Another benefit I see is for young sports journalists. Breaking into sports media is a challenge. Working within a sports department or interning is great, but what if a student isn’t able to or not at that level yet? This new video option allows them to do their own updates. They can practice giving updates from a live-event – which doesn’t have to be from one of the major sports. It enables them to rehearse a 30-second update like you hear on tv or radio. For young sports journalists, this update can be empowering.

I’m not so sure about the group DMs for one point only: the beauty of Twitter for fans is access to sports journalists, getting that behind-the-curtain interaction with them directly or seeing the conversations between them. In the early days of Twitter, I felt empowered to know what media were discussing with each other on a topic. Now, with this DM feature, if sports journalists want to talk with each other privately between three or more of them, they can do that. It might seem like a minute detail to some, but it’s about information and access for fans.

Would love to know your thoughts. Let me know in the comments below.


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Tuesday Ten: Charles Johnson

TTCCS 1-27-15

On Tuesday, January 27th, I was joined by Charles Johnson, Wide Receiver for the Minnesota Vikings. Johnson was in Phoenix for Super Bowl week. On his way to radio row for interviews, Johnson was kind enough to take time to join Tuesday Ten. 

Although we had a few tech issues, we managed to stick it out and have a quick chat. Discussing his past season in the NFL (going from the Cleveland Browns to the Minnesota Viking in September), catching passes from Teddy Bridgewater, his Twitter handle (it’s about the “ink”) and of course, the Super Bowl, it was a fun, quick convo with a player to watch over the next few years in the NFL.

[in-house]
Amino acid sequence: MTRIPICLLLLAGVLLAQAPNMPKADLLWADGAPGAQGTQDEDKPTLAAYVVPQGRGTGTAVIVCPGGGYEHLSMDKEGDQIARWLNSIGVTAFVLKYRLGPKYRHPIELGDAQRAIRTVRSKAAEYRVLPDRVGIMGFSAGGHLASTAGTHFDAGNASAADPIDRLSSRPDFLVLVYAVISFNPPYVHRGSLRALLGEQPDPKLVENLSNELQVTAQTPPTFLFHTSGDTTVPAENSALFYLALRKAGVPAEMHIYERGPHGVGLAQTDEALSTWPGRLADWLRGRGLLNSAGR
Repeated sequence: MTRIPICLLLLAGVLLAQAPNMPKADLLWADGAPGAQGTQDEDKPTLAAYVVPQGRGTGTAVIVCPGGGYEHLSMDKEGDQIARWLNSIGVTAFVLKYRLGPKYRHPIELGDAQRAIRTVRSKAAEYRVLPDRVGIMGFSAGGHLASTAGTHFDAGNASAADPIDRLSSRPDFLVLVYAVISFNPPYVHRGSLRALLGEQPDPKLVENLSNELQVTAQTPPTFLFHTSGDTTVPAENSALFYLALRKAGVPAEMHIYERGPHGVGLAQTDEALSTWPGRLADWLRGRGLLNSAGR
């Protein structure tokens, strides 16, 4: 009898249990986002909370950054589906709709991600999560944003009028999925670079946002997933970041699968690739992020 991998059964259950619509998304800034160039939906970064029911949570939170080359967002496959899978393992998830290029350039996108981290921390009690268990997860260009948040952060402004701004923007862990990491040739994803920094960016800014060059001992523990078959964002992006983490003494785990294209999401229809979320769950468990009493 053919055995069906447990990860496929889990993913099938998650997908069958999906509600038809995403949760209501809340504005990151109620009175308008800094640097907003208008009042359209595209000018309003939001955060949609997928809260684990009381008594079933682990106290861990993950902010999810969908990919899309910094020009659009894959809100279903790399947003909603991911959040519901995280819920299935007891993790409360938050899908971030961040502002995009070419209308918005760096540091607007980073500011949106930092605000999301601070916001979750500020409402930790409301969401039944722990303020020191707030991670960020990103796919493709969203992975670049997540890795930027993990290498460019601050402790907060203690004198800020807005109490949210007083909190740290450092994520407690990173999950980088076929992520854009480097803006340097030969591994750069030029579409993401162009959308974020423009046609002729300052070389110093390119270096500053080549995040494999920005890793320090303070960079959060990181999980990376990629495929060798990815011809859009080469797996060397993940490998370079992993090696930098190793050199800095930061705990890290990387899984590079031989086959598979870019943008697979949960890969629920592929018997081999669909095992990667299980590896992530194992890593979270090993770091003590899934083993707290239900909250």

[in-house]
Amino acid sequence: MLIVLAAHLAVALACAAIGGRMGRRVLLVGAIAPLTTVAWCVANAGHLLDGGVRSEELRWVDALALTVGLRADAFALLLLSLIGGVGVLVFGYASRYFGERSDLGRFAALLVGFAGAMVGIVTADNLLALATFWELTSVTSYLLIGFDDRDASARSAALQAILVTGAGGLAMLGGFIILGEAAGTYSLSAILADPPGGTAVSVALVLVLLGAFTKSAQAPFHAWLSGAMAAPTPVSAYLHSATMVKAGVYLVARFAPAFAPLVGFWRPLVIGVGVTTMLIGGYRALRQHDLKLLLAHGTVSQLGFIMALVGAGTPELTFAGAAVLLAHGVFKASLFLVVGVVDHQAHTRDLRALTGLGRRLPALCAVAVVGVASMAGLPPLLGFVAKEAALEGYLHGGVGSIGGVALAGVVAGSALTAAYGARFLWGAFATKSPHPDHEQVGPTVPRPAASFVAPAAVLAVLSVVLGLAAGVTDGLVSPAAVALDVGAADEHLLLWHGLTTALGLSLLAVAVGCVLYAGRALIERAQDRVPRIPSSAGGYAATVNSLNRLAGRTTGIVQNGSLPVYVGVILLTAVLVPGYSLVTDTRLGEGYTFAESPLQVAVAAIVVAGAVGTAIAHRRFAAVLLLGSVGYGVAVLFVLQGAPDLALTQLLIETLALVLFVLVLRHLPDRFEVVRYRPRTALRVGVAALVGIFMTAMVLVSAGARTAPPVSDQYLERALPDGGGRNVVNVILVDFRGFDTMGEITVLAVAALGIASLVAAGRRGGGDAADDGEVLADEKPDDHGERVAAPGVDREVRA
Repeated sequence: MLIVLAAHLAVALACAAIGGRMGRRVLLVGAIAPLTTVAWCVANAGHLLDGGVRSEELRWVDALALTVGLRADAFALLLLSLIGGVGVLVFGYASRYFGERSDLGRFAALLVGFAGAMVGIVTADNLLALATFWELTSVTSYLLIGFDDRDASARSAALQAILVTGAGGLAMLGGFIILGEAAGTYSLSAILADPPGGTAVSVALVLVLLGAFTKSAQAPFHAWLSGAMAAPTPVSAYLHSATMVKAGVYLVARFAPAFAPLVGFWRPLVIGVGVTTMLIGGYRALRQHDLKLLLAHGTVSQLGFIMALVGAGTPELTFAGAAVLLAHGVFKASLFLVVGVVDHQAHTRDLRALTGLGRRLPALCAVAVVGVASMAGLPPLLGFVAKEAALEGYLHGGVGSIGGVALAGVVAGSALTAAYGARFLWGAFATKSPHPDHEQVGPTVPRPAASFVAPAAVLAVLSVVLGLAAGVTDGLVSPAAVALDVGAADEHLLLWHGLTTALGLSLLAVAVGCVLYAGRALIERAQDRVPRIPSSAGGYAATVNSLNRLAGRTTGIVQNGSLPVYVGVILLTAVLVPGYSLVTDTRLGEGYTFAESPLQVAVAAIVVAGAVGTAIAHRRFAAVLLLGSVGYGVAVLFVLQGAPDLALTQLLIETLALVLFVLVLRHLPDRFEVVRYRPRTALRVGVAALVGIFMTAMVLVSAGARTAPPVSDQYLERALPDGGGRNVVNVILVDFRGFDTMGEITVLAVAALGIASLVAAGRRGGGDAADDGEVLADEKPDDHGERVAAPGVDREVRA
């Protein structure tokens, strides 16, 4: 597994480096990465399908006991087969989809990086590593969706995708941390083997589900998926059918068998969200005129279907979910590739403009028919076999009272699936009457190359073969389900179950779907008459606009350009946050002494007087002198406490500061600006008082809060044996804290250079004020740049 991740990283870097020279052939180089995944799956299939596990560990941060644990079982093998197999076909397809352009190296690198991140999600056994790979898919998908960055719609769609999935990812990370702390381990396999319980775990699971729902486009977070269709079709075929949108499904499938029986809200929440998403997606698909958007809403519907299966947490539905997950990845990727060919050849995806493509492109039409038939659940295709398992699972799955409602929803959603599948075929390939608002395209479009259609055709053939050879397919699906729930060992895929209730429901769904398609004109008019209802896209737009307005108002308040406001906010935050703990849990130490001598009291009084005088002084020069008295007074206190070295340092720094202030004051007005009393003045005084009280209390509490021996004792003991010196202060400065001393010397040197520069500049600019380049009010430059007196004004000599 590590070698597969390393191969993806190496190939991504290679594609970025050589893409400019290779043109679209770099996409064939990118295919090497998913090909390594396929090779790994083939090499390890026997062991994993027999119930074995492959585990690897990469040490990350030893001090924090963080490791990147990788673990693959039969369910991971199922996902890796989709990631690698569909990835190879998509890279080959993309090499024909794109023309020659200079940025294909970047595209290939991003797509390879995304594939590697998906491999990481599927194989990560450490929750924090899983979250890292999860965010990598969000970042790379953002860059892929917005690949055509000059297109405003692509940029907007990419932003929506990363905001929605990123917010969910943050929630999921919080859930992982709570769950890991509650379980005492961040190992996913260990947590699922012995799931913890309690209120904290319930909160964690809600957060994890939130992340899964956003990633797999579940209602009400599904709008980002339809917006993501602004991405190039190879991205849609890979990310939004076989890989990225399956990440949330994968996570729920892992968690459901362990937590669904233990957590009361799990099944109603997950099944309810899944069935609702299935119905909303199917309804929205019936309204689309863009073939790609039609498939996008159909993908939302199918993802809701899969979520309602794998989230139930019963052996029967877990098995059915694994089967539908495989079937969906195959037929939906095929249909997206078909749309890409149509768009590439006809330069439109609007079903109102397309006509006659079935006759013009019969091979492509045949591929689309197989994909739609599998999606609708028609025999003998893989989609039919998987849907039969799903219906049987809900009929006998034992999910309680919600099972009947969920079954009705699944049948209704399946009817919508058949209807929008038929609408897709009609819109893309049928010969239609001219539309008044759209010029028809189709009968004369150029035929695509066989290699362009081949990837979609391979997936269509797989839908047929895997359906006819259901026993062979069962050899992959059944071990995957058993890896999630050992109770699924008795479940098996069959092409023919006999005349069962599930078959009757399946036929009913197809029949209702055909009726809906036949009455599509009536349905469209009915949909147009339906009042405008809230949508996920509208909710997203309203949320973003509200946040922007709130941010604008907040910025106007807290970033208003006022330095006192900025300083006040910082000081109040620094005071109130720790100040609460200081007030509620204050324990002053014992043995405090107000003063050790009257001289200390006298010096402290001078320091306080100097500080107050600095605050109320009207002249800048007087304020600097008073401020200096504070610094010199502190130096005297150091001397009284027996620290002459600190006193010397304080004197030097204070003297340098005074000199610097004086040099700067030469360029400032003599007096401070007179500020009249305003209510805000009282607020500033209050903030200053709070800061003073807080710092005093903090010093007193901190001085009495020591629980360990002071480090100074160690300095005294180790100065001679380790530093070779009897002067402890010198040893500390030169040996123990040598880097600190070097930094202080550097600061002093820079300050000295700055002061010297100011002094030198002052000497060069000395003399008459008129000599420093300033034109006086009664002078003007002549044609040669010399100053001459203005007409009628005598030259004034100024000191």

Charles Johnson is a graduate of Grand Valley State. He is an active wide receiver with the Vikings starting in 6 games during the 2014 season. Johnson had 2 touchdowns with 475 receiving yards this season, becoming Teddy Bridgewater’s go-to guy!

Be sure and connect with Charles:



You can watch the show right here on CadChica Sports or join the conversation on Google+ during the show. 



Tune in next week on Google+ for the next Tuesday Ten with CadChica Sports when I’ll be joined by Lauren Teague. Lauren is the former Social Media Manager for the PGA Tour. She is now the Social & Digital Strategist at Jay Baer’s Convince & Convert Media. 

Lauren joins me as part of my media partnership with Q1 Productions. Q1 is hosting the 2nd Annual Sports Fan Engagement Forum in Kansas City, MO, March 2-3, 2015. Sign-up for the forum with the discount code ‘CADCHICA’ and receive $100 off your registration fee. Details here